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The Roger C. Lipitz Center for Integrated Health Care

Keyword: caregivers

Race Differences in Characteristics and Experiences of Black and White Caregivers of Older Americans

A study by Chanee Fabius, Jennifer Wolff, and Judith Kasper in The Gerontologist uses NHATS and NSOC data to examine associations between caregiver race and caregiving-related effects. The study found relative to white caregivers, black caregivers more often provided in excess of 40 hours of care per week, cared for an older adult with dementia who was living below the federal poverty line or was Medicaid-eligible. Black caregivers more often used supportive services and were less likely to report emotional difficulty than whites. Service utilization did not attenuate caregiving-related emotional difficulty or participation restrictions, regardless of race. ...Read More

Evaluation of Hospice Enrollment and Family and Unpaid Caregivers’ Experiences With Health Care Workers in the Care of Older Adults During the Last Month of Life

A study by Jennifer Wolff, Vicki Freedman, Katherine Ornstein, John Mulcahy, and Judith Kasper in JAMA Network Open uses NHATS and NSOC data to evaluate family and unpaid caregivers’ experiences with health care workers while caring for an older adult near the end of life. Findings suggest end-of-life caregivers commonly assisted with symptom management, participated in medical decision-making, and generally reported favorable experiences communicating with health care workers. However, 1 in 3 were never asked by health care workers if they needed help managing care and just half of caregivers assisting with symptom management received training. 

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Factors Associated with Receipt of Training Among Caregivers of Older Adults

Using 2015 National Health and Aging Trends Study (NHATS) data, investigators examined the prevalence of role-related training for family caregivers of older adults. Only 7% of family and unpaid caregivers of older adults reported receiving training related to their caregiving role and were more likely to receive training if they assisted an older adult who had been hospitalized in the previous year or received payment for caregiving. Results indicate that few family caregivers receive role-related training and that access to training is not significantly associated with caregiver or older adult needs. ...Read More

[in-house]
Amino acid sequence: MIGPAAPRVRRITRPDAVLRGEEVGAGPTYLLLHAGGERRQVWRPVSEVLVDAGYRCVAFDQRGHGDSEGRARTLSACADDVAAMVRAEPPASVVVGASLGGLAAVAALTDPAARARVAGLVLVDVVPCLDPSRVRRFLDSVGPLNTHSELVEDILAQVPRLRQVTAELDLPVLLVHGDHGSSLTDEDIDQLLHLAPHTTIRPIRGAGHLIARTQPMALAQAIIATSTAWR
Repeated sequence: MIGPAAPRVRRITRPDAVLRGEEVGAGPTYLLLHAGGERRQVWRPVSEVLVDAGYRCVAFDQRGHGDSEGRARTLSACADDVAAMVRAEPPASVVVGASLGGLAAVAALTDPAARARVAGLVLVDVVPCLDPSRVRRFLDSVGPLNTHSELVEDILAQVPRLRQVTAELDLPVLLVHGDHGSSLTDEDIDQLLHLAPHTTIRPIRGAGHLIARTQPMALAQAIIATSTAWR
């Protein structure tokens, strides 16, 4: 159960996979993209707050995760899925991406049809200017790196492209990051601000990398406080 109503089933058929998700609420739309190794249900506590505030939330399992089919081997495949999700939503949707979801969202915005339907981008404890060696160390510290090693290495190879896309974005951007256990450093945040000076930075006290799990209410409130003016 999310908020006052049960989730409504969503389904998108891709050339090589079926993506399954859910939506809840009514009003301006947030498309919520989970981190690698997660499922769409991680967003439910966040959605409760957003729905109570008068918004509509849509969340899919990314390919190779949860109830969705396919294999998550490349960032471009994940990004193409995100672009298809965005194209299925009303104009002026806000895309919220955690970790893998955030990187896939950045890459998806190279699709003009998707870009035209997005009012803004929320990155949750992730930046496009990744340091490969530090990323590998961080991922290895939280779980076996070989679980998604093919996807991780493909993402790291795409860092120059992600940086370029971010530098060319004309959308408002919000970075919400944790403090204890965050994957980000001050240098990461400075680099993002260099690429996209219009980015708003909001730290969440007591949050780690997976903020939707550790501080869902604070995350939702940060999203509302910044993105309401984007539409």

Care Arrangements of Older Adults: What They Prefer, What They Have, and Implications for Quality of Life

Study by Dr. Judith Kasper, Dr. Jennifer Wolff & Maureen Skehan in The Gerontologist finds that overall, about 9 of 10 older persons view in-home care with caregivers and assisted living as the best care options....Read More

An Environment Scan of Shared Access to Patient Portals

Online patient portals allow for remote access to health information. As many older patients rely on family members and friends to help them with their care, dissemination of this private information can extend beyond the doctor-patient relationship. This study by Jennifer Wolff, Victoria Kim, Suzanne Mintz, Rebecca Stametz, and Joan Griffin found that there is a lack of consistency across health systems in how they report details of shared access on patient portals. 2 out of 20 systems reported patient portals had features that allowed patients to customize what information caregivers had access to....Read More